A Full Service Support Center
I have had the fortune of being involved with the Fieldstone Leadership Network for over a decade now. My first opportunity was with an Executive Learning Group. It was an opportunity to network with other non-profit directors and, over the course of several months, work through actual organization/leadership problems as a team utilizing group feedback and evaluations, resource-sharing, and a facilitator. Looking back at that application, our organization had 27 paid staff members with an annual budget of $375K. The six-month course delivered new resources, relationships, and ideas that I immediately implemented for the organization’s benefit.
With the success of the first investment, I was mindful of the different communications Janine Mason and Fieldstone sent out. The opportunities were plentiful and it felt like a full-service support center that I could tap in to as frequently as I made time for. Then, a couple years into my Fieldstone journey, a newsletter spoke of a sabbatical for non-profit Executive Directors. It sent me on a path that inspired questions I had never thought of before:
- Could my organization and staff function without me for three months?
- What would we have to do so that the organization and staff could function without me for three months?
- Why don’t we have a plan so that the organization and staff could function without me for three months, or longer?
- Who else can the organization really lean on to ensure that the programs, clients, and staff will thrive – with or without me?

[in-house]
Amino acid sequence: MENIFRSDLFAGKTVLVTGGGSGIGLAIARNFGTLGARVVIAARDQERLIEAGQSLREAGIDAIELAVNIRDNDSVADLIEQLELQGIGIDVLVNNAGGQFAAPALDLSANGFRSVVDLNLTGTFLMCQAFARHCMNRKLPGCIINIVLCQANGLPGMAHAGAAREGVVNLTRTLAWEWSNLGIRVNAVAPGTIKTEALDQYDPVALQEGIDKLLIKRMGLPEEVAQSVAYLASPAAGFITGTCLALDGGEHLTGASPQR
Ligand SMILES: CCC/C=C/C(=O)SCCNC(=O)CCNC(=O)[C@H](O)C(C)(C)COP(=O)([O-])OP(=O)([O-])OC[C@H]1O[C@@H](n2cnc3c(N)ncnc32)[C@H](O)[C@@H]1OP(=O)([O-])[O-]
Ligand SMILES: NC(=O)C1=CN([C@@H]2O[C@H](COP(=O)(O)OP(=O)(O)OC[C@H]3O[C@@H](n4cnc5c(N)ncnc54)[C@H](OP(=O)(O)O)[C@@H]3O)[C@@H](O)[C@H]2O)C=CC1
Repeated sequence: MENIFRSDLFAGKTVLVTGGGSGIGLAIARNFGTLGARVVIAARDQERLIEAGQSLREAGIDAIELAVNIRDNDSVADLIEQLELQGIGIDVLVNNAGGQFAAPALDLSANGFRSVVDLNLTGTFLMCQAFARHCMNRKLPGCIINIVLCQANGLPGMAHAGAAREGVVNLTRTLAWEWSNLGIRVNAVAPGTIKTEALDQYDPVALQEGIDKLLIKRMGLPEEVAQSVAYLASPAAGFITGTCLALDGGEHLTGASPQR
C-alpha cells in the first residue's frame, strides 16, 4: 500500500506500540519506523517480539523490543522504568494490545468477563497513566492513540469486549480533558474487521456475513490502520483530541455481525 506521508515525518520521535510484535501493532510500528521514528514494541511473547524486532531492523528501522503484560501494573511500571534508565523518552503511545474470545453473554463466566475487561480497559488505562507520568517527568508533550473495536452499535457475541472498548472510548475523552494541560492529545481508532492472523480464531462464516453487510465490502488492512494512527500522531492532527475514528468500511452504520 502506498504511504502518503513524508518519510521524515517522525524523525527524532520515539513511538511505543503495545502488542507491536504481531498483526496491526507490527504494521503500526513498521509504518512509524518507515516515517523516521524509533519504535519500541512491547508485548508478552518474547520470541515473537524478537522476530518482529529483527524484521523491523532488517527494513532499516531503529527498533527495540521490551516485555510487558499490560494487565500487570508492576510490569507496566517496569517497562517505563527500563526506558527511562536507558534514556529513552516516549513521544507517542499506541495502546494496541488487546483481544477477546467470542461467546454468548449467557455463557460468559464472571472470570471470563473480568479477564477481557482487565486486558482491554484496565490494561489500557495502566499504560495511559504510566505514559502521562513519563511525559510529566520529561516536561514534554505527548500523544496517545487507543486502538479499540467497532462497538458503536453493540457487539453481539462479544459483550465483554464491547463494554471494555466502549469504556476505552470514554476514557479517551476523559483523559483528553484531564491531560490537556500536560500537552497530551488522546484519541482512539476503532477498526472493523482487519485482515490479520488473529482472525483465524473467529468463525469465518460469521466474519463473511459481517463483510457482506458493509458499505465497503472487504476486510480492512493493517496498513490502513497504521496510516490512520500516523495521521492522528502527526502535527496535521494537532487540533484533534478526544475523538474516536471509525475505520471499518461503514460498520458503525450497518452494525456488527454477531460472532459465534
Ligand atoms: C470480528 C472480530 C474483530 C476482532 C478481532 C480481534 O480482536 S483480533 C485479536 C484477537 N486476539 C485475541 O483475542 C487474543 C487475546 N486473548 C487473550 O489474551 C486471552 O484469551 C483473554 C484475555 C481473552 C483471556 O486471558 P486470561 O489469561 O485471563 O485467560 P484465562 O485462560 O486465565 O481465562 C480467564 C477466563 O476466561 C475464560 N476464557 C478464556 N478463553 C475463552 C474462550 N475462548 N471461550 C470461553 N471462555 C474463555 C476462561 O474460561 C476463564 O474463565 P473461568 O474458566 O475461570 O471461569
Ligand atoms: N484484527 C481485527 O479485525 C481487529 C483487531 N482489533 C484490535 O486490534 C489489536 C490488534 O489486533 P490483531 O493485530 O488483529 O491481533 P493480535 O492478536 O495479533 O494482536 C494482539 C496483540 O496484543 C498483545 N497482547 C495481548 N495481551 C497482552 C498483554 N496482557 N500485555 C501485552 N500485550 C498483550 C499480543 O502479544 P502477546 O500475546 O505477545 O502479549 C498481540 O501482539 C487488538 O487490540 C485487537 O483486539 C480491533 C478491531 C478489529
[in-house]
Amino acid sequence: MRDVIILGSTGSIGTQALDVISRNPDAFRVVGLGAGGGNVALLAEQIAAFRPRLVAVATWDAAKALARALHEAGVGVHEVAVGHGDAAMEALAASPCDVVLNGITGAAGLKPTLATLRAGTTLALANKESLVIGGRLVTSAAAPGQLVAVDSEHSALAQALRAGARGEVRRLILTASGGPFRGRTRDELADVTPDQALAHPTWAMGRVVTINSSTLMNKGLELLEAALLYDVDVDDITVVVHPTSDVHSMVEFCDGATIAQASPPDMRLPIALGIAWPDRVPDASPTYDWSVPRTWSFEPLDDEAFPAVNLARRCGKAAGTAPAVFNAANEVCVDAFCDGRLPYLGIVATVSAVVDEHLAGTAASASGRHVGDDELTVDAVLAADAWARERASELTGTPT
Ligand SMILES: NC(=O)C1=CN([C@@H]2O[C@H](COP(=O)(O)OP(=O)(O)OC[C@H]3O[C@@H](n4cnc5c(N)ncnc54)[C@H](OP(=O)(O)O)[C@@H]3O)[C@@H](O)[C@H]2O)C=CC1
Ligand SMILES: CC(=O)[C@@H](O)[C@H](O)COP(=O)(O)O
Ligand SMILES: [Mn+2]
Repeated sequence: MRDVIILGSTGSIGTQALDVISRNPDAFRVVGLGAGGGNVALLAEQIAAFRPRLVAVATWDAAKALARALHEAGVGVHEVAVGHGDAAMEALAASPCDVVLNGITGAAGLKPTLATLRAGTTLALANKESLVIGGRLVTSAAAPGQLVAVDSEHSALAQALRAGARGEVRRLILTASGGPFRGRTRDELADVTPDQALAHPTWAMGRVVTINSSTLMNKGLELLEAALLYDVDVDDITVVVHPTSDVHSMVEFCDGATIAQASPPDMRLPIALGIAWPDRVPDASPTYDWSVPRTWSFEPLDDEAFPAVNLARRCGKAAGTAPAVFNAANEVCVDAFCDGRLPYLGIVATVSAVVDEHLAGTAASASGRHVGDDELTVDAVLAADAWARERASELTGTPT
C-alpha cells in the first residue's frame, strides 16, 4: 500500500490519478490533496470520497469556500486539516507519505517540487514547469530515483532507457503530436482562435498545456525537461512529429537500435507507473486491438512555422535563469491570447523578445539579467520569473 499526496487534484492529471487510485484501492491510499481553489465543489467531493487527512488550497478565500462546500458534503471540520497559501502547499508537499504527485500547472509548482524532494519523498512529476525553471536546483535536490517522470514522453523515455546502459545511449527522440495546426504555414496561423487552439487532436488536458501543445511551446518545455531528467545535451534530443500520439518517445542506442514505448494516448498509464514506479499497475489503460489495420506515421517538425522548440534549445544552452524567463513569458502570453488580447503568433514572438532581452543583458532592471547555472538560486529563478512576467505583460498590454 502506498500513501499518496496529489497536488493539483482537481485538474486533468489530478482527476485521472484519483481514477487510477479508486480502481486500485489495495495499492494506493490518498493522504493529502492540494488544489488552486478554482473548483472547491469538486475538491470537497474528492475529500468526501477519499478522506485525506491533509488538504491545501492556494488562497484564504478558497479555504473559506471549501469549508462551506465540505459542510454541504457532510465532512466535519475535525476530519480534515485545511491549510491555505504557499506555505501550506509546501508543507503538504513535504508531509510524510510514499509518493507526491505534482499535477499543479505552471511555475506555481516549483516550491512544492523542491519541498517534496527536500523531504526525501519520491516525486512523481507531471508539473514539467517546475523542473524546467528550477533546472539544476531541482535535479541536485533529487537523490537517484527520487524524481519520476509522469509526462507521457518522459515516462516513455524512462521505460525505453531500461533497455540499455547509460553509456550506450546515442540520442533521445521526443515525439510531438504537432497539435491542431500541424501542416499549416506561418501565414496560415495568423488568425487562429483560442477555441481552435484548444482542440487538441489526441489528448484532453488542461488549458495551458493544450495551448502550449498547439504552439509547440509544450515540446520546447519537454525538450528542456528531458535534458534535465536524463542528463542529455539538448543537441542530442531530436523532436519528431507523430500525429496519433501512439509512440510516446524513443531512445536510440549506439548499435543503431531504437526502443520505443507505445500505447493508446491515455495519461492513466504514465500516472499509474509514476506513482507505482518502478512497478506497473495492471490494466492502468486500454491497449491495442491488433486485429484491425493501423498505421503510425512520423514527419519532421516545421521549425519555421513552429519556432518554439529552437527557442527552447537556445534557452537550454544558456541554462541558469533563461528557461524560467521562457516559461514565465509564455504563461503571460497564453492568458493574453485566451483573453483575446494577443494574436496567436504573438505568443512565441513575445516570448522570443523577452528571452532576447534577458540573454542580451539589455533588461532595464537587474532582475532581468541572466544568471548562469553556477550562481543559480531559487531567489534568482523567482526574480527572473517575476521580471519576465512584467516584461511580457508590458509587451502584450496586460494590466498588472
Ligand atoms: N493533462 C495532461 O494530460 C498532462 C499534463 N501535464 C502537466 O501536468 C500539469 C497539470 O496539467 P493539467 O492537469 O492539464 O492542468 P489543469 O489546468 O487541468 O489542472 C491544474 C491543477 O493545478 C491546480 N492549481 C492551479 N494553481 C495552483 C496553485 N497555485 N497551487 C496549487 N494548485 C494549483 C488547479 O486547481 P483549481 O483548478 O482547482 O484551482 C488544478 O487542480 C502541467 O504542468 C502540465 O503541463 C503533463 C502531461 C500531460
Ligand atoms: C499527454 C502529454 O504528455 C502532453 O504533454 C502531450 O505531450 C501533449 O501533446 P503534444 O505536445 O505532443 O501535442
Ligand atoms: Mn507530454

The sabbatical information spoke of taking the time off that is necessary to re-charge and refresh. It also spoke of building the capacity of those within the organization so that the organization could sustain its effectiveness in meeting its mission. I tell you, the sabbatical opportunity sparked day dreams similar to when people think of winning the lottery. But since it was an actual opportunity, not just a 1 in 300 million chance, it also gave me a goal to focus toward so that I could apply the following year – if the opportunity was made available again.
The Clare Rose Sabbatical Program was made available the following year and my years worth of daydreams, planning, staffing, and coaching were rewarded with an awarded sabbatical for 2016-17. The experience, for me, was incredible. I spent time in Africa and South America and did amazing things like a horseback safari through Zimbabwe and Botswana, a live aboard diving trip to the Galapagos Islands, and hiking Machu Picchu. I hold memories that make me smile whenever I think of them and remind me of the blessings that have been bestowed on me.
As amazing as the opportunity was for me personally, it had a larger effect on the organization. Those effects are so much clearer to see now, six years later. Our program staff was really tasked with “leading” during my absence and it made it obvious who was cut out for it, and how we needed to adjust going forward. Part of the required commitment to the sabbatical was to have a line item in the budget that allowed for continuing education (Fieldstone calls it a development fund). Although the line item had always been there, we committed more money to it and really emphasized staff members making choices on what they could do to take themselves, and their programming, to the next level.